Ah, the simple pleasures of a new Anne Tyler novel. No one does family life better. Her families are so perfectly imperfect. They squabble and worry and muddle through things. They fall apart and come together. Noah's Compass (Knopf, 2010) is full of family complications. This time out, Tyler's protagonist is Liam Pennywell, a school teacher forced to retire at age sixty-one. Not that he ever really wanted to be a teacher anyway... He studied philosophy in college, and looks forward to getting back into his philosophy books. Liam simplifies his life by renting a smaller apartment in the suburbs of his native Baltimore.
On the first night he sleeps in his new apartment, he goes to bed early. When he wakes up he is in the hospital with a head injury, and can not remember how he got there. Apparently he left the patio door unlocked and an intruder entered and knocked him out, although curiously nothing was stolen. Liam has three daughters, and the youngest one, Kitty, comes to stay with him during his convalescence. She is seventeen and in love with a boy her mother doesn't approve of. Liam's ex-wife, Barbara and his other daughters Xanthe (a ranter) and Louise (a conservative Christian), as well as his grandson Jonah come and go from his apartment, and we the readers begin to pick up on the back history of the Pennywells.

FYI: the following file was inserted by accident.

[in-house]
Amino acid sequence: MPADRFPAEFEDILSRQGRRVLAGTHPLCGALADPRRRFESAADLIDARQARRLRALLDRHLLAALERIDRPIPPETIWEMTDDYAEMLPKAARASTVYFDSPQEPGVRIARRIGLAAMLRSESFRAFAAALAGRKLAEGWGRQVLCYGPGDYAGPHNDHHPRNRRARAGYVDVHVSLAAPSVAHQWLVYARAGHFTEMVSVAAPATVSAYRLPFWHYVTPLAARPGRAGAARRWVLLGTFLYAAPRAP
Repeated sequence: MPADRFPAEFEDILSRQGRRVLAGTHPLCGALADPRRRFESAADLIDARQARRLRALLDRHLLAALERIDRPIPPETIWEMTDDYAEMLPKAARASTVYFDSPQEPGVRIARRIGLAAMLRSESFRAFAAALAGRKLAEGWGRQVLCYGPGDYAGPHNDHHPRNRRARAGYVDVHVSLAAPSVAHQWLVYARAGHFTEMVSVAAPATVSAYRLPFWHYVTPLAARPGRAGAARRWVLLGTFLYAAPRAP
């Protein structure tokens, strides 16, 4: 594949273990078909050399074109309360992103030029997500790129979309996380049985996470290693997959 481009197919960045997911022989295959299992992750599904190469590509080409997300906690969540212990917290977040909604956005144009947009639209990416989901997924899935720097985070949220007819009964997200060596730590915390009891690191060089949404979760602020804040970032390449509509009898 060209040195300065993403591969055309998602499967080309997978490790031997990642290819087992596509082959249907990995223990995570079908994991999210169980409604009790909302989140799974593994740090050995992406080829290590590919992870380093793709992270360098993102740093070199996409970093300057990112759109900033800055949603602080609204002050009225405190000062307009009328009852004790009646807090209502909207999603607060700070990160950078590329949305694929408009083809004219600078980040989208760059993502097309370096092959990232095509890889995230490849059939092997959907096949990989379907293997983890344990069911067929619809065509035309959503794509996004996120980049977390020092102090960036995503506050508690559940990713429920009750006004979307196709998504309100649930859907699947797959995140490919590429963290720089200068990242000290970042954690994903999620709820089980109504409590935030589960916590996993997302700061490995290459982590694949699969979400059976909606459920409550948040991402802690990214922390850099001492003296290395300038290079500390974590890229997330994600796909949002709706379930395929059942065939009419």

Liam becomes obsessed with figuring out what happened the night he was attacked, and his research takes him into some surprising situations. He fabricates a job search and meets a middle-aged woman named Eunice who initially offers to help him with his resume, and they become romantically involved. Liam's loss of memory becomes a lens he uses to take stock of his life. Was he ever really present as a father and husband? Liam is well-meaning but bumbling, especially with women, of which there are plenty in his life. He rarely sticks up for himself when they criticize him, since he knows just how imperfect he is. I found him endearing.
Because he is rather a melancholy type, how enchanted I was when near the end of the novel, Liam bursts out laughing. In conversation with his daughter Louise, he recalls a family story about how his ex-wife gave away their Christmas tree, decorations and all, one Christmas morning when a neighbor suddenly had need of a tree. That Tyler can make me so happy just because someone laughs -- now that's my kind of fiction. Her characters become so real to me, it's always tough to reach the last page. I never want her books to end. No matter what direction Noah's Compass pointed towards, I felt very much at home.